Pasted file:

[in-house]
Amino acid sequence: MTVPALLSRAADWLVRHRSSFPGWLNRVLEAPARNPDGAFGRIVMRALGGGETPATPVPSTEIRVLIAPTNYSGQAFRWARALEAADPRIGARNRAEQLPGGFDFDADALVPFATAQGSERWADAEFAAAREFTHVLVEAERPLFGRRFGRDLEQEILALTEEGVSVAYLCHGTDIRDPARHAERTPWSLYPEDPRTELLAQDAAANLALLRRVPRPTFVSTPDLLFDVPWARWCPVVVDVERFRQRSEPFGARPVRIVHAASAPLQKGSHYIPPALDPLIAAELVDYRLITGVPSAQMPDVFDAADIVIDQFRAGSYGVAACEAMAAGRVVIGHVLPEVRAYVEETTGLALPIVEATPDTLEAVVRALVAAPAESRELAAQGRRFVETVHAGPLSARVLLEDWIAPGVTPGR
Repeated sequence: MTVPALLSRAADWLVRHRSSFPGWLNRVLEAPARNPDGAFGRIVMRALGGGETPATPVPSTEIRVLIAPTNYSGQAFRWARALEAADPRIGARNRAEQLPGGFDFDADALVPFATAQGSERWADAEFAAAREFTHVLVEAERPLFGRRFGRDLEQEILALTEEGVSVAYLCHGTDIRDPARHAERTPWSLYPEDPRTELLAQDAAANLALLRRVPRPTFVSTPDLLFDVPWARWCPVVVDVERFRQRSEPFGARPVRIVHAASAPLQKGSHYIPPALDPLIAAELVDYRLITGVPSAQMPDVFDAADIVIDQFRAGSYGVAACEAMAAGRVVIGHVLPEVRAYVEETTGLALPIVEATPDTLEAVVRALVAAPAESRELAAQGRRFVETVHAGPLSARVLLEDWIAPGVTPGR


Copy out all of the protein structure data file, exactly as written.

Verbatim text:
[in-house]
Amino acid sequence: MTVPALLSRAADWLVRHRSSFPGWLNRVLEAPARNPDGAFGRIVMRALGGGETPATPVPSTEIRVLIAPTNYSGQAFRWARALEAADPRIGARNRAEQLPGGFDFDADALVPFATAQGSERWADAEFAAAREFTHVLVEAERPLFGRRFGRDLEQEILALTEEGVSVAYLCHGTDIRDPARHAERTPWSLYPEDPRTELLAQDAAANLALLRRVPRPTFVSTPDLLFDVPWARWCPVVVDVERFRQRSEPFGARPVRIVHAASAPLQKGSHYIPPALDPLIAAELVDYRLITGVPSAQMPDVFDAADIVIDQFRAGSYGVAACEAMAAGRVVIGHVLPEVRAYVEETTGLALPIVEATPDTLEAVVRALVAAPAESRELAAQGRRFVETVHAGPLSARVLLEDWIAPGVTPGR
Repeated sequence: MTVPALLSRAADWLVRHRSSFPGWLNRVLEAPARNPDGAFGRIVMRALGGGETPATPVPSTEIRVLIAPTNYSGQAFRWARALEAADPRIGARNRAEQLPGGFDFDADALVPFATAQGSERWADAEFAAAREFTHVLVEAERPLFGRRFGRDLEQEILALTEEGVSVAYLCHGTDIRDPARHAERTPWSLYPEDPRTELLAQDAAANLALLRRVPRPTFVSTPDLLFDVPWARWCPVVVDVERFRQRSEPFGARPVRIVHAASAPLQKGSHYIPPALDPLIAAELVDYRLITGVPSAQMPDVFDAADIVIDQFRAGSYGVAACEAMAAGRVVIGHVLPEVRAYVEETTGLALPIVEATPDTLEAVVRALVAAPAESRELAAQGRRFVETVHAGPLSARVLLEDWIAPGVTPGR